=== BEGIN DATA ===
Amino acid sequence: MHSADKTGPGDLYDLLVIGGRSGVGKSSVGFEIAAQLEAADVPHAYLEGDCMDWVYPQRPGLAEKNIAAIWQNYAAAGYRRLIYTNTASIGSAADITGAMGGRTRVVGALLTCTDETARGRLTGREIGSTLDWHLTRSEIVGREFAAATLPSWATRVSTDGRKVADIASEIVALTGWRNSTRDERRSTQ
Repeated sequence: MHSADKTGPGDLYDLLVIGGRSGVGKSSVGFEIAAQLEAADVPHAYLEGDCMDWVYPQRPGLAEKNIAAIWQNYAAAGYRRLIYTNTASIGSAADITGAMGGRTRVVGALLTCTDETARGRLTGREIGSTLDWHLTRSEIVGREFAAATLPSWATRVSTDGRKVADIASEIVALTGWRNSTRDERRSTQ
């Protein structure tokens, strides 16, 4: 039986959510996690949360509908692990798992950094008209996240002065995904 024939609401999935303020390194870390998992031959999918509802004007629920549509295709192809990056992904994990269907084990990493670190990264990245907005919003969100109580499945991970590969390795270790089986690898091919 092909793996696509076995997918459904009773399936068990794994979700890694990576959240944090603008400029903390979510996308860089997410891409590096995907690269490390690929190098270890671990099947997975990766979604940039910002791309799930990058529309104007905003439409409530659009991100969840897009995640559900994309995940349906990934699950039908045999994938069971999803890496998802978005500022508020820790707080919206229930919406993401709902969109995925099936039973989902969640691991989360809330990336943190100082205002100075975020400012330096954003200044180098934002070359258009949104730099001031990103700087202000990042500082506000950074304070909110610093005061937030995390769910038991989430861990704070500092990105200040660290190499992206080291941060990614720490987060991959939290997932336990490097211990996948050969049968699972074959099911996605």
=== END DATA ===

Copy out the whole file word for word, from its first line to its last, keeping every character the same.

Amino acid sequence: MHSADKTGPGDLYDLLVIGGRSGVGKSSVGFEIAAQLEAADVPHAYLEGDCMDWVYPQRPGLAEKNIAAIWQNYAAAGYRRLIYTNTASIGSAADITGAMGGRTRVVGALLTCTDETARGRLTGREIGSTLDWHLTRSEIVGREFAAATLPSWATRVSTDGRKVADIASEIVALTGWRNSTRDERRSTQ
Repeated sequence: MHSADKTGPGDLYDLLVIGGRSGVGKSSVGFEIAAQLEAADVPHAYLEGDCMDWVYPQRPGLAEKNIAAIWQNYAAAGYRRLIYTNTASIGSAADITGAMGGRTRVVGALLTCTDETARGRLTGREIGSTLDWHLTRSEIVGREFAAATLPSWATRVSTDGRKVADIASEIVALTGWRNSTRDERRSTQ
């Protein structure tokens, strides 16, 4: 039986959510996690949360509908692990798992950094008209996240002065995904 024939609401999935303020390194870390998992031959999918509802004007629920549509295709192809990056992904994990269907084990990493670190990264990245907005919003969100109580499945991970590969390795270790089986690898091919 092909793996696509076995997918459904009773399936068990794994979700890694990576959240944090603008400029903390979510996308860089997410891409590096995907690269490390690929190098270890671990099947997975990766979604940039910002791309799930990058529309104007905003439409409530659009991100969840897009995640559900994309995940349906990934699950039908045999994938069971999803890496998802978005500022508020820790707080919206229930919406993401709902969109995925099936039973989902969640691991989360809330990336943190100082205002100075975020400012330096954003200044180098934002070359258009949104730099001031990103700087202000990042500082506000950074304070909110610093005061937030995390769910038991989430861990704070500092990105200040660290190499992206080291941060990614720490987060991959939290997932336990490097211990996948050969049968699972074959099911996605």